Despite the fact that some markets are having an increasingly hard time ending the day without a triple-digit loss, and that all major markets are ending their days in the red lately, no one has really been panicking out there.
It's been so long since we've had a real crisis that most of the big financial institutions seem to be looking around and wondering "What me worry?" while white knuckling through another afternoon on the DJIA. But today, we finally got a canary in the panic coalmine. Thanks to those messy drama bitches over at Morgan Stanley, the fear of a Bear Market is officially upon us!!!
Morgan Stanley disagrees with the rest of Wall Street: The bank's top strategists are gearing up for a much longer bear market while others are betting the sell-off is short-lived.
"The rolling bear market continues to make progress and there is growing evidence that it is morphing into a proper cyclical bear market in the context of a secular bull," wrote Michael Wilson, the bank's chief equity strategist. "We think the evidence is building and the message from Mr. Market is clear: the consensus outlook for earnings growth is too rosy next year.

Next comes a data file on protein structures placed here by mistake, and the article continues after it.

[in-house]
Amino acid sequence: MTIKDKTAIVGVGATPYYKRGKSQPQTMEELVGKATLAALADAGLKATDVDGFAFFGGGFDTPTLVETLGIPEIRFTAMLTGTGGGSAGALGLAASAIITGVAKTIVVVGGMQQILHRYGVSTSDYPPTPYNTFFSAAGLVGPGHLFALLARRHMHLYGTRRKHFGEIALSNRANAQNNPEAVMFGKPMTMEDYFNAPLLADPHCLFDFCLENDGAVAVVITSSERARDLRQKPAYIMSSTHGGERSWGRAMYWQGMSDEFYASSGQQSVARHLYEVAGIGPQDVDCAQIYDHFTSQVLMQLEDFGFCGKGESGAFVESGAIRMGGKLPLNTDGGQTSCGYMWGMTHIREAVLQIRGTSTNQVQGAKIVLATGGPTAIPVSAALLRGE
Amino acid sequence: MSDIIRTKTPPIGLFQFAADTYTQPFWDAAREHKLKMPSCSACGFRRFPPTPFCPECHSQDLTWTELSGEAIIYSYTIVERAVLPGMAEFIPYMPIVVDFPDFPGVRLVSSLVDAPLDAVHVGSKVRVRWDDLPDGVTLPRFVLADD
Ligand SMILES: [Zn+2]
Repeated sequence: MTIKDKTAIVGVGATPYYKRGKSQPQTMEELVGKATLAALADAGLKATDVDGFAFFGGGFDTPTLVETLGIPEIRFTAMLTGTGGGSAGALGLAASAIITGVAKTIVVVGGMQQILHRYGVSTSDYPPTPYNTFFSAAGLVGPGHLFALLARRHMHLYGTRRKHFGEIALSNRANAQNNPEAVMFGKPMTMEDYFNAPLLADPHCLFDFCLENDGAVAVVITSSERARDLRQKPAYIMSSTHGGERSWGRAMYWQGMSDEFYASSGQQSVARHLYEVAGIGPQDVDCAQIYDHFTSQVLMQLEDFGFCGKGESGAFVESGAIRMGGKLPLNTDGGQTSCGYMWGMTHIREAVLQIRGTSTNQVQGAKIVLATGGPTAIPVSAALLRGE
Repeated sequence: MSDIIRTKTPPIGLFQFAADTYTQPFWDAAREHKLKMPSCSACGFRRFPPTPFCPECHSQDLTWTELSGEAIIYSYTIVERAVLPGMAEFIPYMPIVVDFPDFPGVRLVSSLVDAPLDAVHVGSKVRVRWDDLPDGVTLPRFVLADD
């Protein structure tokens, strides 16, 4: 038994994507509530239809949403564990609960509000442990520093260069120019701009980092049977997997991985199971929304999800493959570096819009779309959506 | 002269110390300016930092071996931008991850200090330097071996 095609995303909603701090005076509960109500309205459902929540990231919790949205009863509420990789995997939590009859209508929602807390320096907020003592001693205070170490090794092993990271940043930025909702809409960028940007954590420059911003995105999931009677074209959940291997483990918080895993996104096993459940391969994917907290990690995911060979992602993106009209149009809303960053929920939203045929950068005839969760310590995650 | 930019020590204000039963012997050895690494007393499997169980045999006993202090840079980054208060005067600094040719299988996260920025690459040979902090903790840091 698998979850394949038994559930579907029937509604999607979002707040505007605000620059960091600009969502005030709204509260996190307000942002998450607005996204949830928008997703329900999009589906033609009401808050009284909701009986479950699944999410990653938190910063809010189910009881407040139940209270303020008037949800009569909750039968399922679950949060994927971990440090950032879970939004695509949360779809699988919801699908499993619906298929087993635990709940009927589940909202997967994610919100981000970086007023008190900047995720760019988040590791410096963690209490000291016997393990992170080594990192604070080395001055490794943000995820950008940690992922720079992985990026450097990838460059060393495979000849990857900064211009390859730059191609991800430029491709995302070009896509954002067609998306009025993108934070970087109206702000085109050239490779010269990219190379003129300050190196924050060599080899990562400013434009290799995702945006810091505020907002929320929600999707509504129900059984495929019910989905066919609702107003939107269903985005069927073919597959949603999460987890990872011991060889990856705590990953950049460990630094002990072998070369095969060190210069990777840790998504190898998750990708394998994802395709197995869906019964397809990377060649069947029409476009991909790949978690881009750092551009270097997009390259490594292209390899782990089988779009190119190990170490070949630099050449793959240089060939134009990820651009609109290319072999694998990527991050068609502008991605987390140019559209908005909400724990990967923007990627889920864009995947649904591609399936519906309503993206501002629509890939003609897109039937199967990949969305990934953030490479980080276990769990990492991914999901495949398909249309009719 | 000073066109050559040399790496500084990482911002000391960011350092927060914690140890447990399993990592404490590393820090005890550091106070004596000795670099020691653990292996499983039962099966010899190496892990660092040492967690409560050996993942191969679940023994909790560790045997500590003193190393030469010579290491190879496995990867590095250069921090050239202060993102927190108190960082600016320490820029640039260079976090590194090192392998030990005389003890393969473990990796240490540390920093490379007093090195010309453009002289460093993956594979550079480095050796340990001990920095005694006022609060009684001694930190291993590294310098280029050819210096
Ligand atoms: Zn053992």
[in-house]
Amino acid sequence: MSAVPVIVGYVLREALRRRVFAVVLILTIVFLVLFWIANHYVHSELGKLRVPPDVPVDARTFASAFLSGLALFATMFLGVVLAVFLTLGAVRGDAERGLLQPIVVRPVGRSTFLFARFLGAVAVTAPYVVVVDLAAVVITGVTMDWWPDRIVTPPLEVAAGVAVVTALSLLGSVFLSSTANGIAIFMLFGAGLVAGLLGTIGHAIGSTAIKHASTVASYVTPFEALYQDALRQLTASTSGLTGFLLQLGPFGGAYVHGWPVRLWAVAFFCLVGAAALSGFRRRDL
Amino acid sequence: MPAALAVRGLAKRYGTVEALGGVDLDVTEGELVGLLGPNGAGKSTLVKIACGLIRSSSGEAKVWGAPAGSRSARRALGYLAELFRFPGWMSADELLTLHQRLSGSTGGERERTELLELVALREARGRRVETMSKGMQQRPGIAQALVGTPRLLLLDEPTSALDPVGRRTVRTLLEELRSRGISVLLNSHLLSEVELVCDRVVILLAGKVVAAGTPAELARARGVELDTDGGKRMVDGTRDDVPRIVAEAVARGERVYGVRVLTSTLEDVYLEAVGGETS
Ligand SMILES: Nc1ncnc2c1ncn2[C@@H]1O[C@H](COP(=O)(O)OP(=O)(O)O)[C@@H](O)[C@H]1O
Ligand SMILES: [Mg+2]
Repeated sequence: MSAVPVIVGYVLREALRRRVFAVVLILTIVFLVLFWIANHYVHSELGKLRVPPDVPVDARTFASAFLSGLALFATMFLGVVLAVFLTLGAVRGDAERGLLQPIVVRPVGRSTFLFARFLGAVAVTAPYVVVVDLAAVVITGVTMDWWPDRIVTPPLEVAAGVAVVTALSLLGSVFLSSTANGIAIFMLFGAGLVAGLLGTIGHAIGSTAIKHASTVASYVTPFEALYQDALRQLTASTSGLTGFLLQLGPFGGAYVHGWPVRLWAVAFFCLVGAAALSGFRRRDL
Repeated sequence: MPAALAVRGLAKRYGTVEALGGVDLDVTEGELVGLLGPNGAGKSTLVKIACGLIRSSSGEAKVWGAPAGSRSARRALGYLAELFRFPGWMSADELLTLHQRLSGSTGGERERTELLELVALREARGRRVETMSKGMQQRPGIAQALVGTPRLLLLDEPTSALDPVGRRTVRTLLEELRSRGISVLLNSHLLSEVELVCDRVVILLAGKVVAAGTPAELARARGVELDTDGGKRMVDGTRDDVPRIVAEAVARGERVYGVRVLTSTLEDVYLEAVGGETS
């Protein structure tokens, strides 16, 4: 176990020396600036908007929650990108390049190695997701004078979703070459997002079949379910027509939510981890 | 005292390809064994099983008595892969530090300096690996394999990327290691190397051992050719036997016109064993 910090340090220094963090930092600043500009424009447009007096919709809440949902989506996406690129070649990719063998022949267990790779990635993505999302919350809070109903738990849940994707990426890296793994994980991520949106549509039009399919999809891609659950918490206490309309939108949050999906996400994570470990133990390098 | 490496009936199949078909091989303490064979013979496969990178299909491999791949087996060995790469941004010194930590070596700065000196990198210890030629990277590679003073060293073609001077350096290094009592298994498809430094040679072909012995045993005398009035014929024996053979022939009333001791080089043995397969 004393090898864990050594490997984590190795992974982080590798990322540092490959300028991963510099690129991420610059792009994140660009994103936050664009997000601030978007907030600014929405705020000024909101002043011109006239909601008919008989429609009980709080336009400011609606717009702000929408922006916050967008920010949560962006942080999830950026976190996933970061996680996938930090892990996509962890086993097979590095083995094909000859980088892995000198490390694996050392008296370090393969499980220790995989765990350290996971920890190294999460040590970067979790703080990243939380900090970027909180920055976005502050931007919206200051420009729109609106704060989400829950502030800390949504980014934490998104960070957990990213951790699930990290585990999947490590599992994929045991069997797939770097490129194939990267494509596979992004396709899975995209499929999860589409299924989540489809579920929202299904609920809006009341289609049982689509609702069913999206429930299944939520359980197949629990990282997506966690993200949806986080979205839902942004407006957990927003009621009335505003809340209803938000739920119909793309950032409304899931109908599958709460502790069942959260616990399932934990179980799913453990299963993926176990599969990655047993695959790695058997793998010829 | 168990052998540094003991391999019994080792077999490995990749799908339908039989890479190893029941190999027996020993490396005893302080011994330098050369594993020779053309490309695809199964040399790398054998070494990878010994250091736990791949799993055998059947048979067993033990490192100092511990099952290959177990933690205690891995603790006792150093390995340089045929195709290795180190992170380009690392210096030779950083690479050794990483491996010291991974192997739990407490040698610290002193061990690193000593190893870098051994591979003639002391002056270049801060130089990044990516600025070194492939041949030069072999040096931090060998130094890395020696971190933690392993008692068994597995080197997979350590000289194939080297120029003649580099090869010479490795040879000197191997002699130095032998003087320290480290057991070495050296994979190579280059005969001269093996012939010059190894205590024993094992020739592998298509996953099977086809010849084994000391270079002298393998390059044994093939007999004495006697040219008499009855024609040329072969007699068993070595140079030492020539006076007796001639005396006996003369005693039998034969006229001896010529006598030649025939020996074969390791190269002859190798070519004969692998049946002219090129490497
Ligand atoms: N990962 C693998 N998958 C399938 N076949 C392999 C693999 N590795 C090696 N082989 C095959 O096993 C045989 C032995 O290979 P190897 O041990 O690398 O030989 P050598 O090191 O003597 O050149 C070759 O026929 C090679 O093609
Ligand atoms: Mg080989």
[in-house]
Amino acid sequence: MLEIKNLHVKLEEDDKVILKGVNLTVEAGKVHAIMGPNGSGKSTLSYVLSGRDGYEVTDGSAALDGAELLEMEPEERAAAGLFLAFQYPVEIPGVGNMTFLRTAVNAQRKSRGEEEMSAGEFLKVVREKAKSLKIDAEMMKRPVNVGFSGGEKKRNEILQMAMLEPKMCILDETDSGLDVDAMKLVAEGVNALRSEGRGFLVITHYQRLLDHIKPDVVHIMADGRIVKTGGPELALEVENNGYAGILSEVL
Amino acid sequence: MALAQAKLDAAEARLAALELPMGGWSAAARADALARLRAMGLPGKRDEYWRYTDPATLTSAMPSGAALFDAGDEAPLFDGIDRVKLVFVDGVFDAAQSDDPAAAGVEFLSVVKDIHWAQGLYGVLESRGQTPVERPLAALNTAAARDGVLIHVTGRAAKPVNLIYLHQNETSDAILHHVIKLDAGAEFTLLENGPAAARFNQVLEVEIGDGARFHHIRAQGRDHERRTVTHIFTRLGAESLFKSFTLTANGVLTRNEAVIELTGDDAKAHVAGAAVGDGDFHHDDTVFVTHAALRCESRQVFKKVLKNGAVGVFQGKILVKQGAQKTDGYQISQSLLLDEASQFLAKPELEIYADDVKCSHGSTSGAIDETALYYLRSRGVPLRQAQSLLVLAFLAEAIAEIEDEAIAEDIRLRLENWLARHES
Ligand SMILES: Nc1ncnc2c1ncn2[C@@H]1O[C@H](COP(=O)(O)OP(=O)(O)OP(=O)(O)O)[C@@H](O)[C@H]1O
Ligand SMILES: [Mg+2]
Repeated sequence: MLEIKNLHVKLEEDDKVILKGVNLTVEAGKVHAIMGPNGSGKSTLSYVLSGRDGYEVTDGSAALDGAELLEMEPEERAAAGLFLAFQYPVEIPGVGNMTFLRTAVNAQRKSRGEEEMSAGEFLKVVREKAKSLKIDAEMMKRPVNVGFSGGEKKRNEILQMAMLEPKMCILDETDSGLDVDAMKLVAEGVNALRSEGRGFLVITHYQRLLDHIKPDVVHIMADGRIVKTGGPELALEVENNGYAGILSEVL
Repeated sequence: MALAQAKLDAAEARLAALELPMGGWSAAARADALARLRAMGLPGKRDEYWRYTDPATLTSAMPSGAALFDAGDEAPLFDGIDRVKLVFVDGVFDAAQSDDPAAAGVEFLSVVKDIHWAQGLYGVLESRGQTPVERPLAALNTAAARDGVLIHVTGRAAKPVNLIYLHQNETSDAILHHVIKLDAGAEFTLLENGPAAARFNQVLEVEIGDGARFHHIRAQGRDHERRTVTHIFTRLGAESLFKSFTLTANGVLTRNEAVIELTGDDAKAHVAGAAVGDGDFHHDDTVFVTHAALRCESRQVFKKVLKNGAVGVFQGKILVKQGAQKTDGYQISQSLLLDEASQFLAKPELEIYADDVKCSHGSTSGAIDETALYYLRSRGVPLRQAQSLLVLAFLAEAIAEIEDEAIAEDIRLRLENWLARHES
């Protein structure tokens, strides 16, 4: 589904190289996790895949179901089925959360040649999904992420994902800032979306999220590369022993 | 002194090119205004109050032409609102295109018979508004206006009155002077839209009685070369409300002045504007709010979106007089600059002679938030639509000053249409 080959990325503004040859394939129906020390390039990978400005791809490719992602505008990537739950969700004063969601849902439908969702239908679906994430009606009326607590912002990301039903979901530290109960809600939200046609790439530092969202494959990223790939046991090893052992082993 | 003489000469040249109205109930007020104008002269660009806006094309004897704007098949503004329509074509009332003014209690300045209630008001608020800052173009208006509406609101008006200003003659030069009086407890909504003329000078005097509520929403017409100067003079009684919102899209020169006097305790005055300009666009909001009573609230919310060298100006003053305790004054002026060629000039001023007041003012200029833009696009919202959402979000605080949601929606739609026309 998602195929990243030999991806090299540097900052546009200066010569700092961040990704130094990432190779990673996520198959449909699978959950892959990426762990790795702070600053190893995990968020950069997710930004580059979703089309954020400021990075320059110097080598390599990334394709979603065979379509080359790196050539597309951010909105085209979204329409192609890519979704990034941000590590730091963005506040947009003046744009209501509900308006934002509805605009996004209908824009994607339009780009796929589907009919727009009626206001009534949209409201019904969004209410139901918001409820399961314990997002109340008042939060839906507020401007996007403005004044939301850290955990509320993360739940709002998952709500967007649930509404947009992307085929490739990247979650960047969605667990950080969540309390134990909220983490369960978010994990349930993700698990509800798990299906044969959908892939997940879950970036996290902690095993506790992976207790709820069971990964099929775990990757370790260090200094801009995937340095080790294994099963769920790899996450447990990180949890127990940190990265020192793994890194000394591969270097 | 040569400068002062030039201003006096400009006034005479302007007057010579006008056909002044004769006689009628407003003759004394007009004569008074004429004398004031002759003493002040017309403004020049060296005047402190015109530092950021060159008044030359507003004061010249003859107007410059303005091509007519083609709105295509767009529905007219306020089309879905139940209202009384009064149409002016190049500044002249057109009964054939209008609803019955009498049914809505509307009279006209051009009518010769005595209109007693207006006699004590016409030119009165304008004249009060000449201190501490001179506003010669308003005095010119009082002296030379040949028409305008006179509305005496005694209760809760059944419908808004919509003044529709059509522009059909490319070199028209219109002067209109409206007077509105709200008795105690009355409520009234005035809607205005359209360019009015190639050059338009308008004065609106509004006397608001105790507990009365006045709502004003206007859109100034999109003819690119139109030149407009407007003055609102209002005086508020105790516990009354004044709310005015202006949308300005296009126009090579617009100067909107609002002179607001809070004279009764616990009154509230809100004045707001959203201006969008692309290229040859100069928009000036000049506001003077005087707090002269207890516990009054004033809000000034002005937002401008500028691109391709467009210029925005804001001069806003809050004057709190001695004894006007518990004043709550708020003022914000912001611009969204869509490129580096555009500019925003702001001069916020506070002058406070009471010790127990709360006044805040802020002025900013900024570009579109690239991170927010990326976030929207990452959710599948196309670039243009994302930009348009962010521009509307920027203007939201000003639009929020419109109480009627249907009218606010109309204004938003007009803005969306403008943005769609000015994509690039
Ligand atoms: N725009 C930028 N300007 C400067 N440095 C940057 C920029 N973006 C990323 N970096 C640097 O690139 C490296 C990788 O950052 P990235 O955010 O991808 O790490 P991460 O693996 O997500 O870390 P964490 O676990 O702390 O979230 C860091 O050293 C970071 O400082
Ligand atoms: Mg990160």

"Cyclical bear market"? Why not yell "Fire!" in a crowded theater? Or yell "Bill Ackman!" at an orgy hosted by Brad Pitt. You're RUINING THE FUN, Morgan Stanley.
And guess who Gorman's minions are blaming for all the blood on the street...
"The markets seem to agree and have been quietly revolting all year," Wilson added. "We don't think the revolts will stop until central banks pause or at least signal they are concerned. With the Fed having to respond to still strong economic data and the desire to remain apolitical, we think it could take another 200 S&P points making 2450 a reasonable downside target to consider."
Morgan Stanley might be alone on this call for a while. After all, with DJ D-Sol newly installed behind the ones-and-twos in the corner suite, Goldman Sachs is too full of optimism and designer party drugs to feel bearish. BofA is not big on forefront thinking, Citi doesn't really have opinions anymore, the European banks have already been in a bear market emotionally for a while now, and Wells Fargo...is Wells Fargo. Then there's JPMorgan, which will be loathe to make any bold macro calls before the midterm and risk upending President-Elect Dimon's campaign rollout plan.
So there you are, Morgan Stanley, at the forefront of pessimism in the most illogically optimistic moment of American history. We like this look on you.